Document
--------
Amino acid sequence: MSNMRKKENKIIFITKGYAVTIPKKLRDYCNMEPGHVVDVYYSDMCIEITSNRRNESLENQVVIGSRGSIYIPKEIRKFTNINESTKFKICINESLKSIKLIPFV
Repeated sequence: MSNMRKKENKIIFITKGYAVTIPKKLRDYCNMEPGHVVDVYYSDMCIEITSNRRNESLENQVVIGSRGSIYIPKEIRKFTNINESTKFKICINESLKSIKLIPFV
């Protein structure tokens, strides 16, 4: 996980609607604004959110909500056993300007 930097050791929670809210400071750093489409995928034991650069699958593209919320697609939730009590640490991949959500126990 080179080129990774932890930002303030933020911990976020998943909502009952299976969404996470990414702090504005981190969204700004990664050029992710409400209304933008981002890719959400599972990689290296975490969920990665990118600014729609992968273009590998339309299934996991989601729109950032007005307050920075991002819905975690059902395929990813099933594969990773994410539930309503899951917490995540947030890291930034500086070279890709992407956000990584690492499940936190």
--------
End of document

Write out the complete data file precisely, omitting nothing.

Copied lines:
Amino acid sequence: MSNMRKKENKIIFITKGYAVTIPKKLRDYCNMEPGHVVDVYYSDMCIEITSNRRNESLENQVVIGSRGSIYIPKEIRKFTNINESTKFKICINESLKSIKLIPFV
Repeated sequence: MSNMRKKENKIIFITKGYAVTIPKKLRDYCNMEPGHVVDVYYSDMCIEITSNRRNESLENQVVIGSRGSIYIPKEIRKFTNINESTKFKICINESLKSIKLIPFV
């Protein structure tokens, strides 16, 4: 996980609607604004959110909500056993300007 930097050791929670809210400071750093489409995928034991650069699958593209919320697609939730009590640490991949959500126990 080179080129990774932890930002303030933020911990976020998943909502009952299976969404996470990414702090504005981190969204700004990664050029992710409400209304933008981002890719959400599972990689290296975490969920990665990118600014729609992968273009590998339309299934996991989601729109950032007005307050920075991002819905975690059902395929990813099933594969990773994410539930309503899951917490995540947030890291930034500086070279890709992407956000990584690492499940936190």